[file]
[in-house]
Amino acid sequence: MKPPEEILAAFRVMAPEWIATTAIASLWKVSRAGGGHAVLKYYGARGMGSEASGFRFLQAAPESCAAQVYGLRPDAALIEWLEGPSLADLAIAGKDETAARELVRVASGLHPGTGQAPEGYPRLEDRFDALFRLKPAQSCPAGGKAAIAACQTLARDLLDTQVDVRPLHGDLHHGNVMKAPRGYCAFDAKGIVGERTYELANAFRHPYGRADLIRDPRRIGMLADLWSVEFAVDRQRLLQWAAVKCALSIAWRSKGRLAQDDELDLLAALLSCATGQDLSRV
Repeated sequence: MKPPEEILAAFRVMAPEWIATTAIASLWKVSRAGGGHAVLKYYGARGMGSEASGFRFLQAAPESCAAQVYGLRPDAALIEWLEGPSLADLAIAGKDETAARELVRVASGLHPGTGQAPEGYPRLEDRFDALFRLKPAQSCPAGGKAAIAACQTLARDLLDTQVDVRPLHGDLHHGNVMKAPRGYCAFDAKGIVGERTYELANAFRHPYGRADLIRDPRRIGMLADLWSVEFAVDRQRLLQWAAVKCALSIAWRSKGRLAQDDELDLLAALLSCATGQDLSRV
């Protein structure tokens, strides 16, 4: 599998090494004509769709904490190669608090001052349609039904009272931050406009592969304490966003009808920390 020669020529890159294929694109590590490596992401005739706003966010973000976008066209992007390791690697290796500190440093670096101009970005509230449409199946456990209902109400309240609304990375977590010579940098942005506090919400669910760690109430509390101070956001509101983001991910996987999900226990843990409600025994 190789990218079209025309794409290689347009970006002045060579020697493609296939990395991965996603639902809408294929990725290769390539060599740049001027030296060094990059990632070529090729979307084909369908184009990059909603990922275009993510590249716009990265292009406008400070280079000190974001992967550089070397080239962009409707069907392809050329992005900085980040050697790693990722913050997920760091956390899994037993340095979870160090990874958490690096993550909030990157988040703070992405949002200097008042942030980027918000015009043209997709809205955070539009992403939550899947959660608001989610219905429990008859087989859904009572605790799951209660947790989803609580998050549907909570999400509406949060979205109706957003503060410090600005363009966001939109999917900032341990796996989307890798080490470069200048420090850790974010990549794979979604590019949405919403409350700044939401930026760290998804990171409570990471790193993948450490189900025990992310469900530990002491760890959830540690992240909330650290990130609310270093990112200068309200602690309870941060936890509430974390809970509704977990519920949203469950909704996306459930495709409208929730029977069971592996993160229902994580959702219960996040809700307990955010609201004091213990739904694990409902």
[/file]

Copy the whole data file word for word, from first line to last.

[in-house]
Amino acid sequence: MKPPEEILAAFRVMAPEWIATTAIASLWKVSRAGGGHAVLKYYGARGMGSEASGFRFLQAAPESCAAQVYGLRPDAALIEWLEGPSLADLAIAGKDETAARELVRVASGLHPGTGQAPEGYPRLEDRFDALFRLKPAQSCPAGGKAAIAACQTLARDLLDTQVDVRPLHGDLHHGNVMKAPRGYCAFDAKGIVGERTYELANAFRHPYGRADLIRDPRRIGMLADLWSVEFAVDRQRLLQWAAVKCALSIAWRSKGRLAQDDELDLLAALLSCATGQDLSRV
Repeated sequence: MKPPEEILAAFRVMAPEWIATTAIASLWKVSRAGGGHAVLKYYGARGMGSEASGFRFLQAAPESCAAQVYGLRPDAALIEWLEGPSLADLAIAGKDETAARELVRVASGLHPGTGQAPEGYPRLEDRFDALFRLKPAQSCPAGGKAAIAACQTLARDLLDTQVDVRPLHGDLHHGNVMKAPRGYCAFDAKGIVGERTYELANAFRHPYGRADLIRDPRRIGMLADLWSVEFAVDRQRLLQWAAVKCALSIAWRSKGRLAQDDELDLLAALLSCATGQDLSRV
């Protein structure tokens, strides 16, 4: 599998090494004509769709904490190669608090001052349609039904009272931050406009592969304490966003009808920390 020669020529890159294929694109590590490596992401005739706003966010973000976008066209992007390791690697290796500190440093670096101009970005509230449409199946456990209902109400309240609304990375977590010579940098942005506090919400669910760690109430509390101070956001509101983001991910996987999900226990843990409600025994 190789990218079209025309794409290689347009970006002045060579020697493609296939990395991965996603639902809408294929990725290769390539060599740049001027030296060094990059990632070529090729979307084909369908184009990059909603990922275009993510590249716009990265292009406008400070280079000190974001992967550089070397080239962009409707069907392809050329992005900085980040050697790693990722913050997920760091956390899994037993340095979870160090990874958490690096993550909030990157988040703070992405949002200097008042942030980027918000015009043209997709809205955070539009992403939550899947959660608001989610219905429990008859087989859904009572605790799951209660947790989803609580998050549907909570999400509406949060979205109706957003503060410090600005363009966001939109999917900032341990796996989307890798080490470069200048420090850790974010990549794979979604590019949405919403409350700044939401930026760290998804990171409570990471790193993948450490189900025990992310469900530990002491760890959830540690992240909330650290990130609310270093990112200068309200602690309870941060936890509430974390809970509704977990519920949203469950909704996306459930495709409208929730029977069971592996993160229902994580959702219960996040809700307990955010609201004091213990739904694990409902």